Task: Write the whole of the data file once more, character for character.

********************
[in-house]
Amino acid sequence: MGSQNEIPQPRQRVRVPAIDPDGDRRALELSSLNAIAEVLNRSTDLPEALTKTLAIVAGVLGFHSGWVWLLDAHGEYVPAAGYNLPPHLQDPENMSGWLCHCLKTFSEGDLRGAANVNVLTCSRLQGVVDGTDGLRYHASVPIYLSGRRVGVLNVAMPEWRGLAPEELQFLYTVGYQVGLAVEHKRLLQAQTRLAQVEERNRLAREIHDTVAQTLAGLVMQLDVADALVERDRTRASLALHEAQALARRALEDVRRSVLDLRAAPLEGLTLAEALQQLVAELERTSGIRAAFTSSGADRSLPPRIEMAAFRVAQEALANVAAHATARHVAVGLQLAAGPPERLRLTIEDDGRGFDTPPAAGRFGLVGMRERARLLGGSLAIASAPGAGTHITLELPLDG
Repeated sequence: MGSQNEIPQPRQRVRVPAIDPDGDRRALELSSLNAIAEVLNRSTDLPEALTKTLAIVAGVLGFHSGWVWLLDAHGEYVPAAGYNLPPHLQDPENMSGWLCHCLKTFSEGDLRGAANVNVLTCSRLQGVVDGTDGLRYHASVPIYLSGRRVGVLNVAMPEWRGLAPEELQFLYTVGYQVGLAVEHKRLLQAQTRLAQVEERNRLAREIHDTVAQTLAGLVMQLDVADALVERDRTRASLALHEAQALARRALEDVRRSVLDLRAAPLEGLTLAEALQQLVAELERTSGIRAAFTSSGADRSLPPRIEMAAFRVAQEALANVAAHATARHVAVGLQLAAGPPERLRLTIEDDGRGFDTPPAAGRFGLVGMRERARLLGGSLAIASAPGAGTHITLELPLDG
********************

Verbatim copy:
[in-house]
Amino acid sequence: MGSQNEIPQPRQRVRVPAIDPDGDRRALELSSLNAIAEVLNRSTDLPEALTKTLAIVAGVLGFHSGWVWLLDAHGEYVPAAGYNLPPHLQDPENMSGWLCHCLKTFSEGDLRGAANVNVLTCSRLQGVVDGTDGLRYHASVPIYLSGRRVGVLNVAMPEWRGLAPEELQFLYTVGYQVGLAVEHKRLLQAQTRLAQVEERNRLAREIHDTVAQTLAGLVMQLDVADALVERDRTRASLALHEAQALARRALEDVRRSVLDLRAAPLEGLTLAEALQQLVAELERTSGIRAAFTSSGADRSLPPRIEMAAFRVAQEALANVAAHATARHVAVGLQLAAGPPERLRLTIEDDGRGFDTPPAAGRFGLVGMRERARLLGGSLAIASAPGAGTHITLELPLDG
Repeated sequence: MGSQNEIPQPRQRVRVPAIDPDGDRRALELSSLNAIAEVLNRSTDLPEALTKTLAIVAGVLGFHSGWVWLLDAHGEYVPAAGYNLPPHLQDPENMSGWLCHCLKTFSEGDLRGAANVNVLTCSRLQGVVDGTDGLRYHASVPIYLSGRRVGVLNVAMPEWRGLAPEELQFLYTVGYQVGLAVEHKRLLQAQTRLAQVEERNRLAREIHDTVAQTLAGLVMQLDVADALVERDRTRASLALHEAQALARRALEDVRRSVLDLRAAPLEGLTLAEALQQLVAELERTSGIRAAFTSSGADRSLPPRIEMAAFRVAQEALANVAAHATARHVAVGLQLAAGPPERLRLTIEDDGRGFDTPPAAGRFGLVGMRERARLLGGSLAIASAPGAGTHITLELPLDG